In our view, the "average" person in plaintiffs' situation could reasonably read the definition of business in the policy and conclude that, since no payment was received for repairing the truck, his activity in repairing it himself to save the cost of taking it to a professional mechanic was not an excluded use under the policy (see Sincoff v Liberty Mut. Fire Ins. Co., 11 NY2d 386, 390 [1962]; Tri Town Antlers Found. v Fireman's Fund Ins. Co., 158 AD2d 908, 909-910 [1990], affd 76 NY2d 841 [1990]). Given that "the insurer bears the burden of establishing the applicability of an exclusion, and any ambiguity in an exclusion must be strictly construed against the insurer" (Allstate Ins. Co. v Noorhassan, supra at 639), Supreme Court properly denied summary judgment as to this issue.[FN*]

Next, we find no basis to disagree with Supreme Court's conclusion that questions of fact were raised "regarding the classification of items in . . . plaintiffs' garage as business or personal property." For example, Allstate denied coverage as to certain items that plaintiffs asserted had been originally used in the now-defunct landscaping business and were kept as personal items. The policy limits the amount of plaintiffs' recovery for "[p]roperty used or intended for use in a business," however, since the average person could interpret the phrase as only referring to items currently being used for business purposes (cf. Boggs v Commercial Mut. Ins. Co., supra at 974-975), summary judgment was properly denied.

Finally, we are unpersuaded by Vogel's argument that Supreme Court erred in not [*4]granting summary judgment dismissing the entire complaint against him. Upon review of the depositions and affidavits of plaintiffs and the insurance agent employed by Vogel who procured plaintiffs' policy, we find various questions of fact as to Vogel's alleged liability (see Roland v Nationwide Mut. Fire Ins. Co., supra at 872-873) precluding a grant of summary judgment.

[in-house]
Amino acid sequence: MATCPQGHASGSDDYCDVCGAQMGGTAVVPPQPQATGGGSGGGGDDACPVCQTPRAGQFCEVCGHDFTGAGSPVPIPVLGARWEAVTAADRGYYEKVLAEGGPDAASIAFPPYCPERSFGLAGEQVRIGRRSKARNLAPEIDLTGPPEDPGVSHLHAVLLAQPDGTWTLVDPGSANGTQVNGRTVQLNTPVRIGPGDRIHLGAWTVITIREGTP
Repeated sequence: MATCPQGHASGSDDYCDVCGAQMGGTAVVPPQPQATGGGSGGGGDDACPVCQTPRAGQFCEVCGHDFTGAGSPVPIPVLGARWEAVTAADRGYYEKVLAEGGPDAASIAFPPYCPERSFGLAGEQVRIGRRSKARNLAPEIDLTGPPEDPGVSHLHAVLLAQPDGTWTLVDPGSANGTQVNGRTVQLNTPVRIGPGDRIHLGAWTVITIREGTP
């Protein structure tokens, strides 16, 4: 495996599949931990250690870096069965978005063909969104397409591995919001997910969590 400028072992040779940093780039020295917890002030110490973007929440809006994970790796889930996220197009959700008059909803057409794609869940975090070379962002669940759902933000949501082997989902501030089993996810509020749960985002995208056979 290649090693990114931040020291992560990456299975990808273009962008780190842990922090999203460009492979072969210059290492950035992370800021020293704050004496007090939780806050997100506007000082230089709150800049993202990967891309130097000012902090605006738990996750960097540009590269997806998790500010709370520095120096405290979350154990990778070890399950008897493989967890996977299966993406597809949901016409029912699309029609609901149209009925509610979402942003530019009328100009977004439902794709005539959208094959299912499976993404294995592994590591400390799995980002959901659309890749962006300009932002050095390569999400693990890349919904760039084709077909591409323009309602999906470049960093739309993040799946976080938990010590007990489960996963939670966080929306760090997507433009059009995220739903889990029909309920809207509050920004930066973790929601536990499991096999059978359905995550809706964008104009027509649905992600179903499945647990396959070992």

The remaining issues addressed by defendants have been examined and found to be unavailing.

Mercure, Crew III, Carpinello and Mugglin, JJ., concur. Ordered that the order is affirmed, with costs.


Footnote *: It is undisputed that plaintiffs built the garage in 1992 so that Norman Pepper could pursue his woodworking hobby as well as having a place to store and repair equipment used in his landscaping business which ceased in July 2001. Plaintiffs parked vehicles in the garage only when they needed repairs.

Footnote *: We note additionally that Supreme Court found that the phrase "any full or part-time activity of any kind" in the subject policy's definition of "[b]usiness" was ambiguous. Given the uncertainty as to whether the policy contemplated a regular schedule of full-time or part-time business activity as opposed to activities that were sporadic or infrequent, we cannot say that Supreme Court erred in so ruling.